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Developing your safeguarding
Date posted: 13 December 2019
Membership Development Manager and safeguarding lead at People Dancing, Shelley Trevelyan offers some guidance and support in relation to safeguarding

Shelley is our lead for membership and part of her role at People Dancing is to oversee the DBS service, but Shelley is also our Designated Safeguarding Officer (DSO).

In this role Shelley keeps us informed of all the latest legislation and issues relating to safeguarding and she regularly attends training and development workshops. Shelley also co-leads sessions at People Dancing’s Summer School, offering support to individual dance artists. She is often asked for support from our members and partners.

Here Shelley looks to answer some of the most frequently asked questions about safeguarding.

Why do you think it is important for us to talk about safeguarding to our members?

I think we all understand that keeping those we work with safe from harm is what matters most, and we do this by using safe procedures in our daily work. Yet my feeling from my conversations with members is that we aren’t always confident about our current knowledge around safeguarding. People ask if they’re doing enough, and how to identify ‘gaps’ in their knowledge.

It seems to be a bit of a ‘minefield’ - can you offer some practical support?

It’s easy to become overwhelmed after a short Google search on the topic, but there are many fantastic resources out there. I think it’s about focussing on our individual responsibility for proactive safeguarding and having access to help and support when we need it.

What are the most common questions you get asked?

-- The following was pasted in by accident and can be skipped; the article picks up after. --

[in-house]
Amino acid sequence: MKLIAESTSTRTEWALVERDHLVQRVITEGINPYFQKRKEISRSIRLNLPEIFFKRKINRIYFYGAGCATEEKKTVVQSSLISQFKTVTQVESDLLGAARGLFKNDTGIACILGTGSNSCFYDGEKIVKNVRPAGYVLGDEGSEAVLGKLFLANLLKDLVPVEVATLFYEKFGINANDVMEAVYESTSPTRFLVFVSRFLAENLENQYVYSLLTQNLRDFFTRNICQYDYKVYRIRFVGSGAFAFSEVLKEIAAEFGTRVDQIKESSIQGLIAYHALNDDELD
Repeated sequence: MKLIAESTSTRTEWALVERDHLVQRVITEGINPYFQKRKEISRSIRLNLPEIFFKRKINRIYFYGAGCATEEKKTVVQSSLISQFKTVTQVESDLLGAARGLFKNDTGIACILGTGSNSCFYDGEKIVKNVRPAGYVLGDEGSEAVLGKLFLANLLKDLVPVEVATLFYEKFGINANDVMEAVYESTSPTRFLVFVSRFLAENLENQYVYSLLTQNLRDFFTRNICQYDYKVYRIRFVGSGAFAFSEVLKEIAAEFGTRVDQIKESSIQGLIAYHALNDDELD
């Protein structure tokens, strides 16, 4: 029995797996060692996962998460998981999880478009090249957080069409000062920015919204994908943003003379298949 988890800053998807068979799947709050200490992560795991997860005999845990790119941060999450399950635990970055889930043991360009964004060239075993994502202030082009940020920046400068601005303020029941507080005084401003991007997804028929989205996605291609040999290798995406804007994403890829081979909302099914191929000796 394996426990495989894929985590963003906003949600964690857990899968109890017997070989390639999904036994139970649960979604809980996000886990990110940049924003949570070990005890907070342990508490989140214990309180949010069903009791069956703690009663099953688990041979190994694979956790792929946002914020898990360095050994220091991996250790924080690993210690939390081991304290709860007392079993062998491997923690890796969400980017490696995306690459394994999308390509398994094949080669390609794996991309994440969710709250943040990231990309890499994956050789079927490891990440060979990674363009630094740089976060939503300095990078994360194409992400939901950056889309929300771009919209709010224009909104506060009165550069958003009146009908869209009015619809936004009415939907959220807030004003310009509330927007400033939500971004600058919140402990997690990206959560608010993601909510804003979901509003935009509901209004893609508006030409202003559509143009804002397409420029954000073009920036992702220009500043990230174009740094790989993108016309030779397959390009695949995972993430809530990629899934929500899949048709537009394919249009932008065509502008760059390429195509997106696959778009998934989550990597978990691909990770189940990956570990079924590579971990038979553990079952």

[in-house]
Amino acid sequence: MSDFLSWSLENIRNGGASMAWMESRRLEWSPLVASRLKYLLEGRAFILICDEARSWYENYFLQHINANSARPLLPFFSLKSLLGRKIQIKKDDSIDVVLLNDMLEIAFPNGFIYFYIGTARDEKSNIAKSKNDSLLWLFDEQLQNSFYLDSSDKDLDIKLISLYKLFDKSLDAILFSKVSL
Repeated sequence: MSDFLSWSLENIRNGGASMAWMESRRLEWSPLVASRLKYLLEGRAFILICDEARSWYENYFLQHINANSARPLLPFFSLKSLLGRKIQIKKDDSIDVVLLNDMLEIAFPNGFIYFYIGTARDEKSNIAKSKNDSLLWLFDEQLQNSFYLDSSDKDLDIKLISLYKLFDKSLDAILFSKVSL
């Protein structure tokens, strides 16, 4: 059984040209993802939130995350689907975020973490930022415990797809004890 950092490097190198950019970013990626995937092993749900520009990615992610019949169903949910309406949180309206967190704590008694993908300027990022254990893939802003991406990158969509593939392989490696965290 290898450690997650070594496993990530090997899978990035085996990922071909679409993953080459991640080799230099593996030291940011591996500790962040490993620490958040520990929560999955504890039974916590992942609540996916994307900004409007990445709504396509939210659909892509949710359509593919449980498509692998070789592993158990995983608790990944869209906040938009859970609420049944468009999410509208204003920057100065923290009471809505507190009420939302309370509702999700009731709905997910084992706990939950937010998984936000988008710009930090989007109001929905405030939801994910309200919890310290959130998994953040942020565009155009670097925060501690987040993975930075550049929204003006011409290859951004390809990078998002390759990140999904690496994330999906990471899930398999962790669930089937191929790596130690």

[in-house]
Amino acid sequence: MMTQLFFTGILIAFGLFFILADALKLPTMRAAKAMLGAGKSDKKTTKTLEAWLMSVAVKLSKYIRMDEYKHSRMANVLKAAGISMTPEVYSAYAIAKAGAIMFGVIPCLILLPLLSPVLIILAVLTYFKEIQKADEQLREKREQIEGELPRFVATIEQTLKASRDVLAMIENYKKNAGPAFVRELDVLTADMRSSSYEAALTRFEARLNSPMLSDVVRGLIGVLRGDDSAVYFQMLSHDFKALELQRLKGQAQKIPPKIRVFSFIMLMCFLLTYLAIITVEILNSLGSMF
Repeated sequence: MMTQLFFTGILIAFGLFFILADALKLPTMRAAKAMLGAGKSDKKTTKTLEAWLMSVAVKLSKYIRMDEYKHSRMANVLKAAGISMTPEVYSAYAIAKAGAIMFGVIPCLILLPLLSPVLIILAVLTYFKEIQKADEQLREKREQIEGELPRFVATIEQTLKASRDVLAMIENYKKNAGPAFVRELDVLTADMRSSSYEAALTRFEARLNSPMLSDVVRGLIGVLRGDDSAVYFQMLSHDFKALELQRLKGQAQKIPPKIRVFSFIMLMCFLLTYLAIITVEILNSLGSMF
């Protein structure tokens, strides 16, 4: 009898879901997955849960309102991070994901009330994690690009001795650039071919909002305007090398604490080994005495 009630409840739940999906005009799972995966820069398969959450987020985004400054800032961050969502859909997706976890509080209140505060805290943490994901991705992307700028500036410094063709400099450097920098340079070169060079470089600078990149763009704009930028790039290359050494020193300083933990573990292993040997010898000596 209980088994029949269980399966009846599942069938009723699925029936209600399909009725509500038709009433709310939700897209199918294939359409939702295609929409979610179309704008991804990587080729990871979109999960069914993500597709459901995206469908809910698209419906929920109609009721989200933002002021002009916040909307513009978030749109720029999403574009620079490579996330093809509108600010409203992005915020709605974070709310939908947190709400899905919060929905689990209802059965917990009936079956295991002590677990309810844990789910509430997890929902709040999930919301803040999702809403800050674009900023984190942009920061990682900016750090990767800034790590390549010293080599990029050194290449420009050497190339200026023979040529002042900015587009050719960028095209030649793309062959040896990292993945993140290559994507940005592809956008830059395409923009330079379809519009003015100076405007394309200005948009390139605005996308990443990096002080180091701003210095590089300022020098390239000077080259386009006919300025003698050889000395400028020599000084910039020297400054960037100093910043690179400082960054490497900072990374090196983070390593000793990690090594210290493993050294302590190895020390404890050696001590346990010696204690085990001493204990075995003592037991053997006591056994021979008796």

Weirdly enough I am often asked simply, what is safeguarding? I use the definition the NSPCC use, safeguarding is the action to protect children and young people (those under the age of 18) using policies and procedures, underpinned by government legislation. Simply put, safeguarding applies to anyone who works with or around children and/or adults at risk. It’s about being able to respond safely and well if there is a problem or concern. The NSPCC is a great resource generally and their advice gets straight to the point using plain English, so I am happy to signpost people to their learning website where there is information about Safeguarding children and child protection

Is there a difference between safeguarding adults and safeguarding children?

Yes, although adults and children can experience similar and different types of abuse, the way in which it is reported and managed is different. As well as looking at the NSPCC website (link above) have a look at the Social care institute for excellence for a great resource on safeguarding relating to adults.

Sometimes we speak to dance artists who work with participants and their carers in the same session and they raise concerns about how to deal with and discuss possible carer abuse. This can be a really emotional and difficult situation to deal with on your own. If you are looking for advice on how to report a concern about an adult at risk, I’d encourage you to visit the mencap website.

Do dance practitioners need a safeguarding policy and if so, how do they write one?

Best practice is always to have one. A safeguarding policy should include procedures around how you protect the groups you work with and how you will respond to concerns or a disclosure made to you. Don’t be daunted by writing a safeguarding policy. Having an up-to-date safeguarding policy will take you through the thinking process around resources and support, and you’ll be ready to respond to any issues should they arise.

To help create your own policy you can also visit NSPCC who have information on writing safeguarding policies and procedures.

There is also the Ann Craft Trust who have Tips for Writing and Implementing a Safeguarding Adults Policy and Procedure Document.